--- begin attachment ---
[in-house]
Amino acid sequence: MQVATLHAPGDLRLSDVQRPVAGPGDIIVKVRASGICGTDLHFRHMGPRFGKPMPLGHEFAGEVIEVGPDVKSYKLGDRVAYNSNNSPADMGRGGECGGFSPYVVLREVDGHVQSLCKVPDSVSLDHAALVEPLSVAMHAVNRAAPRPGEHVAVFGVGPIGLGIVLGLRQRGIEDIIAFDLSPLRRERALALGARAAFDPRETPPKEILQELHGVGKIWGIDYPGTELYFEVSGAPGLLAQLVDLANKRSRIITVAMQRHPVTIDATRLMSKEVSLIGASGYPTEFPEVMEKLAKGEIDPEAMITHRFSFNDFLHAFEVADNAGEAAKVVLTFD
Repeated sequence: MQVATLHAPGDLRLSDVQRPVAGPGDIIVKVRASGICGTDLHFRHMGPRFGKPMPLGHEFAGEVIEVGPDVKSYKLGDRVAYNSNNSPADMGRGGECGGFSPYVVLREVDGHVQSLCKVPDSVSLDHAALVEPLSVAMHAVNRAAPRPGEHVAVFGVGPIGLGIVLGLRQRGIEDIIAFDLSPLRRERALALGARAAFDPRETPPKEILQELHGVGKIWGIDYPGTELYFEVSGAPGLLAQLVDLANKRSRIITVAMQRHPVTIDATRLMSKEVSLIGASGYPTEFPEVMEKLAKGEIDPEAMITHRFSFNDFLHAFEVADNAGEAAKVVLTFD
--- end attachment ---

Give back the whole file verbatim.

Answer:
[in-house]
Amino acid sequence: MQVATLHAPGDLRLSDVQRPVAGPGDIIVKVRASGICGTDLHFRHMGPRFGKPMPLGHEFAGEVIEVGPDVKSYKLGDRVAYNSNNSPADMGRGGECGGFSPYVVLREVDGHVQSLCKVPDSVSLDHAALVEPLSVAMHAVNRAAPRPGEHVAVFGVGPIGLGIVLGLRQRGIEDIIAFDLSPLRRERALALGARAAFDPRETPPKEILQELHGVGKIWGIDYPGTELYFEVSGAPGLLAQLVDLANKRSRIITVAMQRHPVTIDATRLMSKEVSLIGASGYPTEFPEVMEKLAKGEIDPEAMITHRFSFNDFLHAFEVADNAGEAAKVVLTFD
Repeated sequence: MQVATLHAPGDLRLSDVQRPVAGPGDIIVKVRASGICGTDLHFRHMGPRFGKPMPLGHEFAGEVIEVGPDVKSYKLGDRVAYNSNNSPADMGRGGECGGFSPYVVLREVDGHVQSLCKVPDSVSLDHAALVEPLSVAMHAVNRAAPRPGEHVAVFGVGPIGLGIVLGLRQRGIEDIIAFDLSPLRRERALALGARAAFDPRETPPKEILQELHGVGKIWGIDYPGTELYFEVSGAPGLLAQLVDLANKRSRIITVAMQRHPVTIDATRLMSKEVSLIGASGYPTEFPEVMEKLAKGEIDPEAMITHRFSFNDFLHAFEVADNAGEAAKVVLTFD